Neither mantises nor shrimps at all and in fact they are
marine crustaceans aliens from another planet and can grow up to 15 inches long. They can strike by rapidly unfolding and swinging their raptorial claws at the prey, at the acceleration of a .22 calibre bullet. Because they strike so rapidly, they generate cavitation bubbles between the appendage and the striking surface.The collapse of these cavitation bubbles produces measurable forces on their prey in addition to the instantaneous forces of 1,500 newtons that are caused by the impact of the appendage against the striking surface, which means that the prey is hit twice by a single strike; first by the claw and then by the collapsing cavitation bubbles that immediately follow. Even if the initial strike misses the prey, the resulting shock wave can be enough to stun or kill the prey.
As impressive as their arms are, the eyes of a mantis shrimp are even more incredible. They are mounted on mobile stalks and can move independently of each other. Mantis shrimps can see objects with three different parts of the same eye, giving them ‘trinocular vision’ so unlike humans who perceive depth best with two eyes, these animals can do it perfectly well with either one of theirs. And that's not all...dogs eyes only see 2 colors and humans see 3 colors. But the Mantis Shrimp can see 15 color cones. Thats 11 exotic colors that we have never seen. What other colors are there you ask? No one knows for sure but the mantis shrimp.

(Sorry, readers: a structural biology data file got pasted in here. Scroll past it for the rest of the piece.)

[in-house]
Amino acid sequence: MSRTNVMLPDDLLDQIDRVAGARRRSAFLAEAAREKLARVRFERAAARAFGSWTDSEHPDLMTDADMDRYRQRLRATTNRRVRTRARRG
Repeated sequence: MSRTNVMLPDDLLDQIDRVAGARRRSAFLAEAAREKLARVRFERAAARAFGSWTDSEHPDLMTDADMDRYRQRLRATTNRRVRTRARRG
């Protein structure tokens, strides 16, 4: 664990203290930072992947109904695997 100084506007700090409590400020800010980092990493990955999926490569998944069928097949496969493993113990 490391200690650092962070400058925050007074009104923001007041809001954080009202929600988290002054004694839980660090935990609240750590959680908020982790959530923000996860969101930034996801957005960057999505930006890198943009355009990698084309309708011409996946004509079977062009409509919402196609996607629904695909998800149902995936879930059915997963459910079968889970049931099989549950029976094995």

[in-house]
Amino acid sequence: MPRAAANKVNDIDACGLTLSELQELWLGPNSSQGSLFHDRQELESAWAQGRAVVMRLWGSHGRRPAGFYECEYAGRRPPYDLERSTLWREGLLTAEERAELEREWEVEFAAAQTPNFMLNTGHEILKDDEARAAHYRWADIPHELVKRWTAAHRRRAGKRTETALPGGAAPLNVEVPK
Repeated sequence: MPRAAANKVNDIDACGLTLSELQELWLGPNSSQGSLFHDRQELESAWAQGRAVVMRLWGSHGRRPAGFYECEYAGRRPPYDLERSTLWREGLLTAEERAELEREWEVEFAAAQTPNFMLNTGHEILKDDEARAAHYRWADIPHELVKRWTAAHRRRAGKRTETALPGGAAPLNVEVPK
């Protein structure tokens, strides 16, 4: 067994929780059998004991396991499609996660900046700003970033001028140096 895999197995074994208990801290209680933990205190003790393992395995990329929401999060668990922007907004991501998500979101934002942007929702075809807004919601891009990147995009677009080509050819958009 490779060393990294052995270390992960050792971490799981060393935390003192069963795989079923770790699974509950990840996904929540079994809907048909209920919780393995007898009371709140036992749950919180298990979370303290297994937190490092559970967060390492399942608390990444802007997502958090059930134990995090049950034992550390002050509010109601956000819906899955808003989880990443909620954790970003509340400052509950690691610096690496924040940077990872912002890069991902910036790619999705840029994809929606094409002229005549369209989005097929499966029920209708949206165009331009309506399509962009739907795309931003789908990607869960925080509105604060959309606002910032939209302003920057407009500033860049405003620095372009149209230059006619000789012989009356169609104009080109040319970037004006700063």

Apparently light can also travel in a the shape of a helix, moving as a spiralling beam that spins either clockwise (right-handed) or anti-clockwise (left-handed). This phenomenon is called ‘circular polarisation’. Tsyr-Huei Chiou from the University of Maryland has discovered that the mantis shrimp’s eye contains the only known cells in the animal kingdom that can detect it.
Ref: Current Biology DOI: 10.1016/j.cub.2008.02.066.
Body Armor Arms
The club-like arm looks like an armored caterpillar, according to findings by a team of researchers at the University of California, Riverside's Bourns College of Engineering and elsewhere published online , in a journal Science. “This club is stiff, yet it’s light-weight and tough, making it incredibly impact tolerant and interestingly, shock resistant,” Kisailus said. “That’s the holy grail for materials engineers." Kisailus said the potential applications in structural materials are widespread because the final product could be lighter weight and more impact resistant than existing products. For example, with electric cars less weight will reduce power consumption and increase driving range. With airplanes, less weight would reduce fuel costs and better impact resistance would improve reliability and cut repair bills. But Kisailus is primarily focused on improving military body armor, which can add 30 pounds to a service member’s load. His goal is to develop a material that is one-third the weight and thickness of existing body armor.
Video of the Mantis Shrimp
So there you have it... The Mantis Shrimp unlike anything on our planet......
Also I'm throwing out a special thanx to Zane who reminded me that the world is full of sue happy people and I should be sure to post articles and pictures that don't cause me legal issues later. So all pictures and information on thus page is
copyrighted material that I pirated harvested received in my temporary internet folder after visiting other websites and then reposted here with said reference to original contributor. And henceforth and there for and seven years ago and seven years into the future will not be responsible for any misuse or mayhem caused by me the Zuzog writer..